Monrovia – The Liberia Medicines and Health Products Regulatory Authority (LMHRA) has stressed the need for Liberians to battle against counterfeit medical drugs entering Liberia.
Managing Director David Sumo stated that the battle should be a collective effort from every Liberian.
Mr. Sumo made the observation recently in an interview with journalist shortly when he was honored at the Post Marking Surveillance Round Six Dissemination Meeting at Central Level (Monrovia) held at a local hotel in Sinkor.
He noted that counterfeit medical drugs will continue to threaten the health delivery system for years if adequate measures are not put into place to curtail their inflow.
He asserted that the health sector cannot be viable if quality medical drugs are not administer to patients and this should be concerned of all stakeholders, noting that healthy people will a build vibrant nation.
According to him, preventing counterfeit medical drugs from entering the country and ensuring that all medical drugs are documental through the relevant agencies will ensure that medical drugs entering in Liberia are good products and fake.
He added that since the LMHRA lost its laboratory through a fire outbreak in 2017, the need to build standard lab based on the international standard would be a good investment that the government can undertake to test medical drugs entering the country, adding the health needs of the people should be a major priority.
He indicated that investing in the LMHRA’s Lab will go a long way to determine fake drugs on the Liberian market.
The head of Promoting Quality of Medicines (PQM) Latifa El Hadrid emphasized described her working relationship with members of LMHRA as very positive and that Liberia is one of the countries her organization had been successful in.
Says Madam El Hadrid: “As the matter of fact, Liberia is one of the countries where we have good successful story because of their commitment despite they went through 20 years of civil war they were able to put together good quality insurance system and quality control because when we started there was no regular authority but we helped them by drifting the first basic act which was pass by the legislature.”
Madam El Hadrid said the passing of the drift by the legislature had helped them to build the capacity of LMHRA.
She called on the government of Liberia to continue her support to the LMHRA because through that help the institution would be able to carry on her function in the interest of the country and its people.
The Mission Director of the United States Agency for International Development (USAID) Anthony Chan said the increased recognition of the prevalence of poor quality medicines poses serious threat to public health particularly in low and middle income countries such as Liberia.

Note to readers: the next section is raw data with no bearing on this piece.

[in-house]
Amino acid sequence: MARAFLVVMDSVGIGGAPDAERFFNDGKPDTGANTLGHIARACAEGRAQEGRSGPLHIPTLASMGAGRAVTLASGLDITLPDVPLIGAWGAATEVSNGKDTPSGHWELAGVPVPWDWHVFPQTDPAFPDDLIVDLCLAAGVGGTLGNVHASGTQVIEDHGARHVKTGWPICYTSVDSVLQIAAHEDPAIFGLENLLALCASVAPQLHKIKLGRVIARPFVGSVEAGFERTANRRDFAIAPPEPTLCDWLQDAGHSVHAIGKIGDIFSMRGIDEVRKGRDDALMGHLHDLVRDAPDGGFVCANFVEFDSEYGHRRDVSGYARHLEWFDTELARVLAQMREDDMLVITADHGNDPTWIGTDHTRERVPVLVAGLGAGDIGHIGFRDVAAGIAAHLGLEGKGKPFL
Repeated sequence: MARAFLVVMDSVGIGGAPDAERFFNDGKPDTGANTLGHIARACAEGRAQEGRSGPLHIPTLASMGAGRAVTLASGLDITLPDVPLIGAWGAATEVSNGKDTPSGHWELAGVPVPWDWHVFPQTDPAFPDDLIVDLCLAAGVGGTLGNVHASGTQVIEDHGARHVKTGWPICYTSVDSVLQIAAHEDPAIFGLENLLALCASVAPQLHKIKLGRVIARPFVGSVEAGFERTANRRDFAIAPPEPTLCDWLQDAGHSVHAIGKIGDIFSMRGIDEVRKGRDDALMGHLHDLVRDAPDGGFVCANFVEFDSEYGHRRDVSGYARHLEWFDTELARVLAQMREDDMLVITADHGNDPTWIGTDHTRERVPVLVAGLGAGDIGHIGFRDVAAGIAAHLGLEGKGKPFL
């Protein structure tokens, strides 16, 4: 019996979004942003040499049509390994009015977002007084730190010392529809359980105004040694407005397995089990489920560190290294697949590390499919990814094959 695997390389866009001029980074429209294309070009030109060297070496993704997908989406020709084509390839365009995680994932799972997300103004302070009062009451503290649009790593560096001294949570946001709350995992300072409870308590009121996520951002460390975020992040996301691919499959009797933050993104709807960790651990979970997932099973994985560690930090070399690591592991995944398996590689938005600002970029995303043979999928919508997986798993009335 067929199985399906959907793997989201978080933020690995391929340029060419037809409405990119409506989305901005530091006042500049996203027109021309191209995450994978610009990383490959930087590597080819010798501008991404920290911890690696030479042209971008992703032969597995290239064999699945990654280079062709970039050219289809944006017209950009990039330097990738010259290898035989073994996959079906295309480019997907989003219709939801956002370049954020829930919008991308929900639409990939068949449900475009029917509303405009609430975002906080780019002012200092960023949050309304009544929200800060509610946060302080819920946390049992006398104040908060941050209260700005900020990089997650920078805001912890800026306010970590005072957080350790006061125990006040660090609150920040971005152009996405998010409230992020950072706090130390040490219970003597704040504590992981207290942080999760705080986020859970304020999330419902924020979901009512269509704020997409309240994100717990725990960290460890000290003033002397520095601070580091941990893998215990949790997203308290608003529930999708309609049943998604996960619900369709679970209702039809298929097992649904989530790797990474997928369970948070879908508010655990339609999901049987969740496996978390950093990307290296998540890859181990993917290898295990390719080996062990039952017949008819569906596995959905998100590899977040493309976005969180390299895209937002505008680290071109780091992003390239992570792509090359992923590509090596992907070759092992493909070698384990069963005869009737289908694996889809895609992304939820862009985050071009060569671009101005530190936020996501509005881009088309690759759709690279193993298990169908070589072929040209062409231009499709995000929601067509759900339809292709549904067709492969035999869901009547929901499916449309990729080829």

Director Chan stated that falsified and substandard medicines represent not only a waste of scarce resources but also substantial risk to public health.
‘We know those risks, they include treatment failure, adverse patients’ reactions, drug resistance and increased mortality,” he added.
The Deputy Minister of Health, who spoke on behalf of the Ministry of Health, told members of LMHRA that they needed not to worry about land to build their laboratory because the government is ready to provide for them an area on Findus campus to build their laboratory.
Vaifee Tulay said if the University of Liberia administration can provide land for the World Bank where they built a medical school, they can do the same for LMHRA.
Minister Tulay made it clear that the only way LMHRA would be able to provide quality drugs for the health sector in the country is to have a well equip laboratory to keep the drugs or else the drugs would not meet the standard to save any patient life.
Deputy Minister Tulay emphasized that the drugs product are now in the wrong and if all of the medical storage were in intact but the product are found in the wrong hands, it would compromise the integrity of the product and also the safety of the individual person.
The Chairman on Health at the House of Representatives, Honorable Joseph Swanke of District #2 Nimba County paid homage to Promoting Quality of Medicines (PQM) for the numeral impact the organization had made in the health sector of Liberia.
Honorable Swanke said he is siding because LMHRA is still in a very challenging stage especially after the destruction of the well-furnished lap that placed Liberia on map with other countries in Africa.
Says Honorable “The closure of this program especially the training and application fees is the one that is closer but we want to say here that we wholeheartedly appreciate the effort because if Liberia is calling for the establishment of a resealing health care delivery system that cannot be done in the absence of good quality of medicine and there is no other person in Liberia or anywhere else in the world that can just see a product through the eyes and tell the quantity of active pharmaceutical ingredient that is available in it so those things require a well equip laboratory.” “I think it is time that the government should also take some of the major responsibilities that are required to protect the lives of her own citizens rate so we want to say here that sometime we are saddened because place like LMHRA a place of professionals and we are hearing all kind of things behind it that to make us to worry and it makes us to ask ourselves we are going in the area of protecting the lives of our people.”